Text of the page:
Avedon "uber alles" say fashionistas as expo hits Milan
More than 200 works representing Avedon's over 50-year career are on show, spanning royalty, statesmen, film stars and top models to hobos, truckers and oil workers.
Photo of Richard Avedon
"Richard Avedon is a true genius of photography and one of the greatest artists of our time," said Donatella Versace, creative director of the house of Versace, which is co-sponsoring the show.
"With Richard, photography became a true art form," she said.
Avedon, who worked on Versace campaigns in the 1990s, was best known for transforming models from mere clothes horses into real people with emotions, spirit and character.
Destroying picture postcard icons, Avedon challenged the public persona of subjects like the late Duchess of Windsor, born plain Wallis Warfield, for whom former British king Edward VIII renounced a throne and the sprawling empire that came with it.
A brutally honest portrait of the couple taken in 1957 shows the duchess shorn of her customary baubles and revealing a deeply lined, scrawny neck.
Her consort -- once the world's most eligible bachelor -- gazes deeply into the camera with watery eyes and a face tinged with sadness and seeming nostalgia.
And 60s sex icon Marilyn Monroe is captured looking pensive and vulnerable all at once, not the coquettish star who set hearts aflame.
"Richard Avedon has become a social commentary and will remain relevant for all time," gushed Bandana Tewari, fashion features director for Vogue's Indian avatar.
"The shot does not end when it is taken," she said, adding: "We are now bombarded with so much imagery and portraiture and this exhibition helps one undestand where and how it all began."
Avedon's models included the hottest names in the fashion world, from 1960s pin-ups like Jean Shrimpton and the waif-like Twiggy, to supermodels several generations apart, such as Naomi Campbell and Christy Turlington.
Somewhere along the way, he managed to capture for posterity a slew of American presidents, rock stars, writers, poets, artists and tramps.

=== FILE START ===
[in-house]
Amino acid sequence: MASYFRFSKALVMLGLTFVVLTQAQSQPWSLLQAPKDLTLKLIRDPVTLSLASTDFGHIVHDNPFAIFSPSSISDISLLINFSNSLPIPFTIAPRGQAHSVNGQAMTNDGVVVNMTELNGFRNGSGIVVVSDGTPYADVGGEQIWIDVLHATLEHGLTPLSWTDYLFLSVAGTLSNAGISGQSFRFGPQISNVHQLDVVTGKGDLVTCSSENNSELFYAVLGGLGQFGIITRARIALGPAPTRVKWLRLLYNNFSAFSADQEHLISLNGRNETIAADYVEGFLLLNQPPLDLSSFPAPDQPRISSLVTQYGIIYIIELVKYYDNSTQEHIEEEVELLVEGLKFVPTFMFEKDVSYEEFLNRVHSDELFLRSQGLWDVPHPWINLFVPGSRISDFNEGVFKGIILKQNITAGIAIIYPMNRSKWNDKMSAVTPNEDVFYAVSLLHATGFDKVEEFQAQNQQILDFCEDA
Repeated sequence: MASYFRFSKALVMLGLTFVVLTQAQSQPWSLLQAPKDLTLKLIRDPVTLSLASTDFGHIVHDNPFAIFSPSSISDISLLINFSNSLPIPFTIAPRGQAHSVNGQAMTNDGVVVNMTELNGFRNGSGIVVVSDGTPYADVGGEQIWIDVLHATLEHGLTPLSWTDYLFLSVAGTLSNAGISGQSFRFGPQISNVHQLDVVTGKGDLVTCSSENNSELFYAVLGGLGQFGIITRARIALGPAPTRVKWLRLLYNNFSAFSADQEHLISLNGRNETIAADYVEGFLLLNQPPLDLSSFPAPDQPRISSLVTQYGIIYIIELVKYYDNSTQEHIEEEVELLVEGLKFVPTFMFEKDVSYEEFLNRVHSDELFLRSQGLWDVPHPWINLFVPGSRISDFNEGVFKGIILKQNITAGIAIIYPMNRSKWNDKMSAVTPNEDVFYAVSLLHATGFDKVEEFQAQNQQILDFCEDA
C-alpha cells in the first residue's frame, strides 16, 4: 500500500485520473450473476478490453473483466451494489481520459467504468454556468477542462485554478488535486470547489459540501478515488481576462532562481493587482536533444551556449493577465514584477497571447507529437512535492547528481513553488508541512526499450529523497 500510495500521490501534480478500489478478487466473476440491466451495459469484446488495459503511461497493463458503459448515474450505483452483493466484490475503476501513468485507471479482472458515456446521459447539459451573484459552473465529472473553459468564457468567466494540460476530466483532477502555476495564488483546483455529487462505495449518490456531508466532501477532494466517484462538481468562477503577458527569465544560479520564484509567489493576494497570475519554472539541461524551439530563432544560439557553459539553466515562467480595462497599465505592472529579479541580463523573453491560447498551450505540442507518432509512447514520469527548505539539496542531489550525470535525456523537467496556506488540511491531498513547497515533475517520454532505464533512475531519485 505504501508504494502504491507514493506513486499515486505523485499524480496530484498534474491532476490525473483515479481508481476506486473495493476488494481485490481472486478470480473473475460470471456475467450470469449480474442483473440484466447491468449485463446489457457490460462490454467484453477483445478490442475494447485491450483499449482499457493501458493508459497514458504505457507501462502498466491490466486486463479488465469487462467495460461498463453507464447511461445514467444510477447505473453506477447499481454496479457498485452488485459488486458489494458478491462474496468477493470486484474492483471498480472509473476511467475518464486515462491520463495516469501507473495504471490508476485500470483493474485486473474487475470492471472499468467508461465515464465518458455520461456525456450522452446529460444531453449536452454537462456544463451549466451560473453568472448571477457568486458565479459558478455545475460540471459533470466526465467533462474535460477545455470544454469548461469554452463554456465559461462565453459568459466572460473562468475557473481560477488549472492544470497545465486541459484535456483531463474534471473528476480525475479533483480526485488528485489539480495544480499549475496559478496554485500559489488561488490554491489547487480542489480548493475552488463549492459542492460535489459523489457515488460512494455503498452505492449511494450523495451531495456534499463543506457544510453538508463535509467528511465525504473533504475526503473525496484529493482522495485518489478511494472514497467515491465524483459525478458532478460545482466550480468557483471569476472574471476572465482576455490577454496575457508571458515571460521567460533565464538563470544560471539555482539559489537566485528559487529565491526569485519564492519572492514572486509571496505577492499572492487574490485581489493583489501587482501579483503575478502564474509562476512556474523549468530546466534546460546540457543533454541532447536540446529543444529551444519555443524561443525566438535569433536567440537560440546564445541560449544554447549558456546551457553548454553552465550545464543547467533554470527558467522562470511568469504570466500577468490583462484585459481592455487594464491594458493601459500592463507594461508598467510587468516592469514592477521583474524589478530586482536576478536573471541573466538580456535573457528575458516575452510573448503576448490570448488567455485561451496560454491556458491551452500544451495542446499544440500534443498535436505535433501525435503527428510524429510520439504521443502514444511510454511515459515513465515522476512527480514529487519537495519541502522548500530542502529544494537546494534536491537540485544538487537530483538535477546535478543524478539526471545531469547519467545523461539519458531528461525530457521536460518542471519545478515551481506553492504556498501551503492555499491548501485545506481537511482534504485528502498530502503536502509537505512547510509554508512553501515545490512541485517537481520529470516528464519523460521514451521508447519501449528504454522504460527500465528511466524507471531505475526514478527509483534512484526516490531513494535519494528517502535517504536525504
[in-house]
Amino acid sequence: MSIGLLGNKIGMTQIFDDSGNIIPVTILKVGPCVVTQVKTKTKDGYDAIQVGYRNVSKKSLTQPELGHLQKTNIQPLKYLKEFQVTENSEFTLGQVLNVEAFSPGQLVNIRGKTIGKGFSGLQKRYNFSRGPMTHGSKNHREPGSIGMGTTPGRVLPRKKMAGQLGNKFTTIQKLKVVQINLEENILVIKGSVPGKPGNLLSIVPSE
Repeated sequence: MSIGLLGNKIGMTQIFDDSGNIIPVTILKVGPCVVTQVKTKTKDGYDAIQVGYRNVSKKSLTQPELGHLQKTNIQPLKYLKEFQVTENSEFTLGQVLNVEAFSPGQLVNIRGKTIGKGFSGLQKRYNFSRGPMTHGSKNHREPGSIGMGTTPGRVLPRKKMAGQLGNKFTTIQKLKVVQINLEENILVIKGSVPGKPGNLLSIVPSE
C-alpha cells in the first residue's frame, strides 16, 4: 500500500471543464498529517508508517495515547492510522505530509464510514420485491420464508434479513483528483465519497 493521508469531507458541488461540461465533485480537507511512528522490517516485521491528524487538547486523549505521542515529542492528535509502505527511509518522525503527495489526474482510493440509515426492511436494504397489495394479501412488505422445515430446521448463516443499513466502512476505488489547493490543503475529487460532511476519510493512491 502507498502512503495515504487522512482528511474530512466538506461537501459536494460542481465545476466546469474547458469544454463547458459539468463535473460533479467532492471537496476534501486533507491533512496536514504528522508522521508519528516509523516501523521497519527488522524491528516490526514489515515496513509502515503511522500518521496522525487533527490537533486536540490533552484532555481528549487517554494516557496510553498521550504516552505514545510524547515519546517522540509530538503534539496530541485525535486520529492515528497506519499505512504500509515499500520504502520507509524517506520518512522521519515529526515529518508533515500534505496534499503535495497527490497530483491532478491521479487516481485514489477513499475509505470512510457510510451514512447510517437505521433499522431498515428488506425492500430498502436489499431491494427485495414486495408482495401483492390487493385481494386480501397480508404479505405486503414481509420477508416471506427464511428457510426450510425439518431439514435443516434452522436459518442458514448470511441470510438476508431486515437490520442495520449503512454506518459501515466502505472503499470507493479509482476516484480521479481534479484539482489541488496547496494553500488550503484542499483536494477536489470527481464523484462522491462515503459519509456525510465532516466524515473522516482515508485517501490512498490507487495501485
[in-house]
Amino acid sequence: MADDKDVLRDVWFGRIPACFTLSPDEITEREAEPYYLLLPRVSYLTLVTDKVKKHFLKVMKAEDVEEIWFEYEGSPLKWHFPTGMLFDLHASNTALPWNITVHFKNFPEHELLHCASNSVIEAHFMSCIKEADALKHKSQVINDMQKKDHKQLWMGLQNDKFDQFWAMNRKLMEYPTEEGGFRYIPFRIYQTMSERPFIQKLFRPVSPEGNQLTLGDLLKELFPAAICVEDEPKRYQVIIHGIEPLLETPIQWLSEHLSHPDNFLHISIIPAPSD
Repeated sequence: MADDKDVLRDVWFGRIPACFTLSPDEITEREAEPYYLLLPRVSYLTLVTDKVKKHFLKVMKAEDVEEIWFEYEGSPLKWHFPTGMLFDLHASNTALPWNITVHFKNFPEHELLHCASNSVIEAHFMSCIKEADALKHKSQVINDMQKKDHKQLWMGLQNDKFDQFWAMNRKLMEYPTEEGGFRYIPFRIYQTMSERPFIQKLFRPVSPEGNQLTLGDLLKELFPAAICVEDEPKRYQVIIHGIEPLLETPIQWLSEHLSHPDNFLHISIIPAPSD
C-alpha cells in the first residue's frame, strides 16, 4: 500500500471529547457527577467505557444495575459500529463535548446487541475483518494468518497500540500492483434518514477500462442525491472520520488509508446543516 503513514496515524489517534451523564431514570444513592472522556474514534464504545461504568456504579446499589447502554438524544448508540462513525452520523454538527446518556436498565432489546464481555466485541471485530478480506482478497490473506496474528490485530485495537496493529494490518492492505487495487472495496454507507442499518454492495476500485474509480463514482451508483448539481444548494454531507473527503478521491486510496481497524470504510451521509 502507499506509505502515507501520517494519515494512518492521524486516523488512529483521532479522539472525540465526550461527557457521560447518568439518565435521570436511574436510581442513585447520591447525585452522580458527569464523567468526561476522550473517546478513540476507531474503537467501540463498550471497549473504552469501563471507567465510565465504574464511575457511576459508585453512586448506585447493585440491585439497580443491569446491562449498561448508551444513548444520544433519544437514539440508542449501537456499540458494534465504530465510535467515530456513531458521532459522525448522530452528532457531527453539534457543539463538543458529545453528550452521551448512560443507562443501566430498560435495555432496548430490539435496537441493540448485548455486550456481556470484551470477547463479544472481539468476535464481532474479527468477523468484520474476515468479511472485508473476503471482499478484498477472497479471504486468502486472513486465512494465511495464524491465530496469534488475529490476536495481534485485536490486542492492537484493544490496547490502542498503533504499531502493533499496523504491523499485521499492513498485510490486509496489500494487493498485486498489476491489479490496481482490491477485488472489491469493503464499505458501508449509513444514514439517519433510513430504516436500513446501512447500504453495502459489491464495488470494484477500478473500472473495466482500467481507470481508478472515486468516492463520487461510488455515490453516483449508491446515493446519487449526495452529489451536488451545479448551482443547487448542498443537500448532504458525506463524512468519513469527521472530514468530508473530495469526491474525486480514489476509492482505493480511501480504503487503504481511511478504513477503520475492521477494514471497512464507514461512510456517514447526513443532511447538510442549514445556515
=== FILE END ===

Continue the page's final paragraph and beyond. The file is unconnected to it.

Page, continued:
Such was his fame that celebrities like ballet great Rudolf Nureyev did not mind taking off their kit for him.
Others allowed him to gently cock a snook.
British designer John Galliano is captured looking like a satyr with heavy eye make-up while comic legend Charlie Chaplin -- photographed when he was hounded in the US as a suspected communist -- holds two fingers on the sides of his head to resemble the devil's horns.
"Richard Avedon is one of those rare photographers who inspired fashion designers," said Shunichi Mugita from the Japanese edition of the respected trade journal Women's Wear Weekly.
"Other photographers have tried to reach his level but it is very difficult," he said.
Born into a Russian-Jewish family in New York in 1923, Avedon worked for top-notch publications such as Harper's Bazaar and Vogue and collaborated with famed writers like James Baldwin and Truman Capote for a series of coffee table books.
He also served as a visual consultant for the 1957 Hollywood film "Funny Face" in which Fred Astaire plays a fashion photographer -- modelled on Avedon -- who woos Audrey Hepburn in Paris.
A documentary showing at the exhibition reveals Avedon's personal trauma and the secret behind a sequence of photographs of his father taken during the last days of an uphill battle with cancer.
Avedon says in the documentary that he had tried -- unsuccessfully throughout his life -- to reach out to his aloof parent who appeared disapproving of his son's profession.
"It had to do with my way of trying to reach out to him and tell him who I was," says Avedon, who died in 2004 while on assignment for The New Yorker magazine. "I loved him but we never spoke the same language."
By Abhik Kumar Chanda
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